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12th A-PCNDT 2006 Asia-Pacific Conference on NDT, 5th 10th Nov 2006, Auckland, New Zealand

N.M.Nandhitha1, N.Manoharan1, B.Sheela Rani1 ,B.Venkataraman2, Baldev Raj2

Sathyabama Institute of Science and Technology, Deemed University, Chennai 600 119 2 Indira Gandhi Centre for Atomic Research, Kalpakkam 603 102.

Defect in welded structures is a matter of serious concern. The current practice involves interpretation by inspectors and experts, of radiographs after the weld is completed which is time consuming. With greater emphasis on automation during manufacturing process, automated NDT has gained prominence. One of the Non Destructive Evaluation (NDE) techniques that is being increasingly applied for online monitoring is thermal imaging. Thermal imaging is an advanced NDE technique based on the detection of infrared radiation. IR imaging during welding is based on the fact that a good weld would produce isothermal patterns while a weld with defects or arc misalignment, etc would produce isothermal patterns which are not symmetrical. In automated/ adaptive welding system, IR images are to be captured in real time and based on the isothermal patterns the quality of welding is to be judged. Once thermal features are detected and attributed to defects, it is necessary to quantitatively characterize them for acceptance / rejection. Quantitative characterization requires the application of advanced image processing tools for feature extraction and dimensional measurements. Edge detection is an important image processing operation which helps in detecting the Region of Interest. Traditional approaches that use classical edge detectors work fine with high quality pictures, but often are not good enough for noisy pictures because they cannot distinguish edges of different significance as they primarily focus on the coupling between image pixels on a single scale. Recent developments in Multi Scale Analysis such as Wavelet Transform help to overcome this difficulty. Analysis of the thermal image depicting lack of penetration reveals that compared to the edge detection performance of Classical Sobel & Prewitt filters wavelet based edge detectors provide better results by removing the noise. This paper compares the performance of classical edge detector with the proposed wavelet based edge detection technique that involves multiresolution analysis which significantly improves the results.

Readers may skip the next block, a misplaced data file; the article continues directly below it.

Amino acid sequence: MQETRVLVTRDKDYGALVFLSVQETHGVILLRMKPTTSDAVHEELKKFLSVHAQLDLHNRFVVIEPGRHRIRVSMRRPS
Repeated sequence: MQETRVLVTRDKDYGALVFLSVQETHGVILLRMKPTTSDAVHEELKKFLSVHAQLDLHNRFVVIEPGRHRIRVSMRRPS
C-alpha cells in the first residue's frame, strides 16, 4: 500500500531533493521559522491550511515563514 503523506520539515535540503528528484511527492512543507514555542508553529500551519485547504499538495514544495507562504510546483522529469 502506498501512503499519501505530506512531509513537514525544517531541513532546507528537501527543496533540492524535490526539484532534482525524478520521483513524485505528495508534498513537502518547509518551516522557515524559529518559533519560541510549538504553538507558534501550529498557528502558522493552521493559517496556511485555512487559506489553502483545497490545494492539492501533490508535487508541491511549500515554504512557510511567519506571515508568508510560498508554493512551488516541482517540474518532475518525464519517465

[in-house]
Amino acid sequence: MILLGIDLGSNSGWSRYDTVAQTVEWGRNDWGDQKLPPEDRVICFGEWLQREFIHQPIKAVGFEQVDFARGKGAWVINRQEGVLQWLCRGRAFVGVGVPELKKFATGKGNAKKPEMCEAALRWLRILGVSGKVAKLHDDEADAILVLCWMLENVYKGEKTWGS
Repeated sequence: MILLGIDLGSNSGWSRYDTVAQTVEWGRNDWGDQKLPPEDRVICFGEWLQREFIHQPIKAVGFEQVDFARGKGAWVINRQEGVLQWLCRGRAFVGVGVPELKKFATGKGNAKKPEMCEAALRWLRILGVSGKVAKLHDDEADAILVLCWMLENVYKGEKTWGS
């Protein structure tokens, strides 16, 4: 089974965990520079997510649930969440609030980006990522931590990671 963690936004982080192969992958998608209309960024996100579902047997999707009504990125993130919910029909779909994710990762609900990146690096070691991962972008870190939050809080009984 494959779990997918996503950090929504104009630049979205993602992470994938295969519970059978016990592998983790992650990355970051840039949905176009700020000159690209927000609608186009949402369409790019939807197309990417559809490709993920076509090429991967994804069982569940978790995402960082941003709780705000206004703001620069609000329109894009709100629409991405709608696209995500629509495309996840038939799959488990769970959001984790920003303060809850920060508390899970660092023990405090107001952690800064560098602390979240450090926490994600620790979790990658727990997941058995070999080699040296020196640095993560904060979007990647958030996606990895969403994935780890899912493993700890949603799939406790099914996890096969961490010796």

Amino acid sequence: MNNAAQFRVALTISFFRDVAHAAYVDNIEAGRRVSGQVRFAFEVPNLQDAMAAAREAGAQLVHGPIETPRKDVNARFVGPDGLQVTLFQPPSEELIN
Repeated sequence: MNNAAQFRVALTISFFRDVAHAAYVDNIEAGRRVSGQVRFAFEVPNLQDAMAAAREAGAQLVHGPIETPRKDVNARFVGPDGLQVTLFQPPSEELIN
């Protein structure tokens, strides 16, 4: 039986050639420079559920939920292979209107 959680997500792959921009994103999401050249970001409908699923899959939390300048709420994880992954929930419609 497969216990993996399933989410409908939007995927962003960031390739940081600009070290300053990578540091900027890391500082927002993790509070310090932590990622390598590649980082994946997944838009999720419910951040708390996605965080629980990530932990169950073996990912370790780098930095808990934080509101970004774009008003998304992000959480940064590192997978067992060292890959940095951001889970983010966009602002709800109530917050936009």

1. Introduction Welding is one of the widely used methods for joining metals. In spite of the numerous advances in the science and technology of welding, failures do occur and weld is still considered to be the weakest portion. Conventionally, the quality of the weld is ascertained only after the welding has been completed through the use of Non Destructive Testing (NDT) such as ultrasonic or radiography. Since each of these techniques is applied only after the welding is completed, a lot of time, material and manpower are wasted before one comes to know about the soundness of the weld. repaired immediately without continuing the process further. This strategy to monitor, control and maintain quality of welds is commonly known as adaptive welding or intelligent welding. Intelligent welding, as the name implies, combines welding equipment with intelligent sensing and control, knowledge of human experts, and Artificial Intelligence (AI) to improve joining efficiency and reduce the weld inhomogenities and defects. Wide variety of techniques has been reported in literature. Non-Destructive Testing sensors, which have been considered, for on-line monitoring include optical, radiography and Infrared (IR). Of the three, Infrared has the advantage that it can reveal surface and near surface perturbations. During the welding process, the position of the camera was fixed relative to the welding gun to provide measurement of temperatures in the weld pool and its vicinity. Experimental conditions were carefully maintained to minimize errors.

Inherent Limitations in conventional welding processes can be overcome if the weld is continuously monitored in real time for the assessment of defects and their automatic elimination by on-line control of the welding parameters. Moreover, the defective weld can be